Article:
Adam Renkovish: There is lots of freedom. My style is very stream of consciousness and abstract, free-flowing. My work is pieced together over time. On any given day, I may run out randomly to grab pick-up shots, to film an extra scene that came to me out of the blue. I don’t restrict myself in the confines of a schedule. It just happens when it happens. Now, that will change with the upcoming feature. But even then, it will be a joyous process for me. Nothing makes me happier than when I’m out creating something. I’m just thankful to have whatever gifts that I’ve been given. I plan on using them for as long as I’m here on this earth!
Q: Describe your recent work, or film, take us through pre-production production and post production. Marketing too?
Adam Renkovish: With Fugue, I wrote the script in about forty minutes. It is largely based off of my feature script for Awakening. In many ways, it is a prologue to that film. It’s a mood piece. Brittany and I found the locations that we were looking for, locked in a date for the shoot, and went out and shot the exterior scenes that we needed. My cousin’s family owns some farm land in South Carolina. It’s surrounded by a wooded area, which is where we shot.
The interiors were shot in Brittany’s apartment, with Bradley acting as our boom operator. He also helped me with the lights, which ended up being too intense. We ended up shooting on a 35mm Rokinon lens with a lamp on the far side of the room and a bunch of candles. The final product was absolutely gorgeous. Bradley and I have just begun editing. So far, we’ve got a great opening sequence. Over the course of the next few weeks, we’ll continue editing until I’ve got what I want, and then of course, we’ll add David’s music, and work on the color correction. As far as marketing, we have an official poster and promo materials, and I’ll be submitting it to a few film festivals to get it in front of an audience as soon as possible.
Q: What are your future goals?
Adam Renkovish: My feature film, Awakening, is the big goal right now. It will be my first feature. I started writing that script way back in 2008. I’m glad to see how far we’ve come with it. I’m very excited to get started on that.
Q: Tell us about what you think indie filmmakers need in today’s world of filmmaking?
Adam Renkovish: A great crew made up of people that you love and trust, encouragement, support. Don’t allow fear to get in the way. Use the equipment at your disposal to get your work out there. It doesn’t have to be the fanciest, most expensive new gadget on the market. Just use tools that you have in order to fully craft your vision. Don’t apologize for it. Surround yourself with positive people. My family has been there for me since the beginning. They have never given up on me. My mom, dad, and sister are the rare gems in my life. I don’t know where I’d be were it not for the love they have shown me over the years. I am forever grateful.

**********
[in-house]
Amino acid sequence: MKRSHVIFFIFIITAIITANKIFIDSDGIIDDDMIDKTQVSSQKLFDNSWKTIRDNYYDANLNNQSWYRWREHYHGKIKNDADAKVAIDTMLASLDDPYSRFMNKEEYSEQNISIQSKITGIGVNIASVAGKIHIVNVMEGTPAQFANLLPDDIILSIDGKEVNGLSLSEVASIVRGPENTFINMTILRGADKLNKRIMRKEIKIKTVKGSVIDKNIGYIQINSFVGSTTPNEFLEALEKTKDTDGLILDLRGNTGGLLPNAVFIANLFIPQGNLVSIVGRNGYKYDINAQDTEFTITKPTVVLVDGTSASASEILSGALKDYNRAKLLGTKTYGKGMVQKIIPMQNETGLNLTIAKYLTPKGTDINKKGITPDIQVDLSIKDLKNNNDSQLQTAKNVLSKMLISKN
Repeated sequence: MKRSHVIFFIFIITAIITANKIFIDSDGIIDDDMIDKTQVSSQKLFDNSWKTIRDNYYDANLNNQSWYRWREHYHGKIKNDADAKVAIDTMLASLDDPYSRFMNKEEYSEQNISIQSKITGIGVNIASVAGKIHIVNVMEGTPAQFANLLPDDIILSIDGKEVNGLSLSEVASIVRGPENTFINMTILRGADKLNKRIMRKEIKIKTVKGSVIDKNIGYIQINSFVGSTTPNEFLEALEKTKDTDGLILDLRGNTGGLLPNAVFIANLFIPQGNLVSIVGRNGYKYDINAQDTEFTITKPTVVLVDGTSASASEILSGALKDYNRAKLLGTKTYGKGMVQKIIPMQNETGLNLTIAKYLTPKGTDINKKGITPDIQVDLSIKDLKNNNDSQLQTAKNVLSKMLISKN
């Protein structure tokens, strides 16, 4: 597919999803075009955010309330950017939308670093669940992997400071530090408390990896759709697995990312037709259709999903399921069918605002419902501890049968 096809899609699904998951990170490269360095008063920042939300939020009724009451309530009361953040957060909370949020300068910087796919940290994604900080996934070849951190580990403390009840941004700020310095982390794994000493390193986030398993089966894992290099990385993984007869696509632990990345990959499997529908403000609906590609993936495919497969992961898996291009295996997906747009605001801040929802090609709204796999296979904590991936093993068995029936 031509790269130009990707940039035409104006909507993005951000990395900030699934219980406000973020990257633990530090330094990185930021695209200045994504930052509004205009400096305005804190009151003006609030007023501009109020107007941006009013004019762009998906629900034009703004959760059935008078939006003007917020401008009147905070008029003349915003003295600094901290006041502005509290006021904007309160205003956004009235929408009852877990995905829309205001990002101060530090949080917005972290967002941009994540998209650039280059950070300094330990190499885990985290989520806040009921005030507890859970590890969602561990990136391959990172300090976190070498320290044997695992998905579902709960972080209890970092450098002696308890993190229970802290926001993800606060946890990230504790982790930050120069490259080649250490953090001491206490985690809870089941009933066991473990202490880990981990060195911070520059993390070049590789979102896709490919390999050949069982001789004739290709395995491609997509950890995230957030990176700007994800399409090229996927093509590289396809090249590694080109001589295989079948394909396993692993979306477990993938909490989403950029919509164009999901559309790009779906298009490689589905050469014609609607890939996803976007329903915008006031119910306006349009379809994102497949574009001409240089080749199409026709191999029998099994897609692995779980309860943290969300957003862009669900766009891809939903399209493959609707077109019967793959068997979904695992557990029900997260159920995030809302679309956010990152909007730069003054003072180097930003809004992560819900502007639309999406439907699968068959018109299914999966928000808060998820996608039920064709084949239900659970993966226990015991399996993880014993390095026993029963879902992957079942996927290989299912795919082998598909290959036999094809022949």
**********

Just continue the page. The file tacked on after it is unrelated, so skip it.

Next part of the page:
Q: Briefly write about your career?
Adam Renkovish: It all started with writing short stories, then film reviews, then screenplays. Years later, A Beautiful Silence happened, and it took off in a big way. The success of that short gave me that validation that I needed to continue doing what I love. I’ve been honored and blessed to work with some amazing people. Brittany Renee Smith is one of the most talented, hard-working, and humble people that I have ever met. She is one of my best friends.
I call her my sister, because she really is like family to me. When she sees that I am in a slump, she pulls me right out of it, and gives me the encouragement that I need to press on. My family is the same way, in that regard. There are lots of creative people on my mom’s side of the family. I believe that if life had led her down a different path, my mom would be an actress. My sister and my father are constant sources of grace in my life, as well. Two other true talents that I have discovered are Bradley Andrew and Codie Owens.
Bradley and I have nearly identical tastes in film and all things related to cinema. He’s currently working on a few screenplays of his own, and I’m excited about filming those with him. Codie is an aspiring actor who gave one of the best table reads that I’ve ever witnessed last year. I plan on putting him in front of the camera very soon. I love every single one of these people, and I’ve been fortunate to work with them and to encourage them in their endeavors. I look forward to all of the things that we will create in the future!
“Write what you love and what’s familiar to you” Sadie Katz